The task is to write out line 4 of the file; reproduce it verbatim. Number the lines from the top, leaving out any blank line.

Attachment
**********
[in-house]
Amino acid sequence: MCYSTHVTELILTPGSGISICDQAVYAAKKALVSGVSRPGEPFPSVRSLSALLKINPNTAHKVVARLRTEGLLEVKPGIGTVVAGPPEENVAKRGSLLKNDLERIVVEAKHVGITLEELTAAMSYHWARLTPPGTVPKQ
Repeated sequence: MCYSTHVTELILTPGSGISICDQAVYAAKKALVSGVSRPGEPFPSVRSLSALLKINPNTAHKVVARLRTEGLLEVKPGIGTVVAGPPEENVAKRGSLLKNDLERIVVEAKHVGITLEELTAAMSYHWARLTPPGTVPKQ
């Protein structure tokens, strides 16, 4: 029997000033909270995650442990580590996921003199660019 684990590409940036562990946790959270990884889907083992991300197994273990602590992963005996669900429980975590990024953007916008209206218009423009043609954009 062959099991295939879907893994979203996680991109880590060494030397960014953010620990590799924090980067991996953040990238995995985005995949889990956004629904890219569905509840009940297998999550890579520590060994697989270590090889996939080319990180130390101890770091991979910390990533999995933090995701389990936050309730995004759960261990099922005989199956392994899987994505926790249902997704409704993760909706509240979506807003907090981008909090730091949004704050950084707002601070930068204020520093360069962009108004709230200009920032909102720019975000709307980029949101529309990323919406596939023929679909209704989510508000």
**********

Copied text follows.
């Protein structure tokens, strides 16, 4: 029997000033909270995650442990580590996921003199660019 684990590409940036562990946790959270990884889907083992991300197994273990602590992963005996669900429980975590990024953007916008209206218009423009043609954009 062959099991295939879907893994979203996680991109880590060494030397960014953010620990590799924090980067991996953040990238995995985005995949889990956004629904890219569905509840009940297998999550890579520590060994697989270590090889996939080319990180130390101890770091991979910390990533999995933090995701389990936050309730995004759960261990099922005989199956392994899987994505926790249902997704409704993760909706509240979506807003907090981008909090730091949004704050950084707002601070930068204020520093360069962009108004709230200009920032909102720019975000709307980029949101529309990323919406596939023929679909209704989510508000």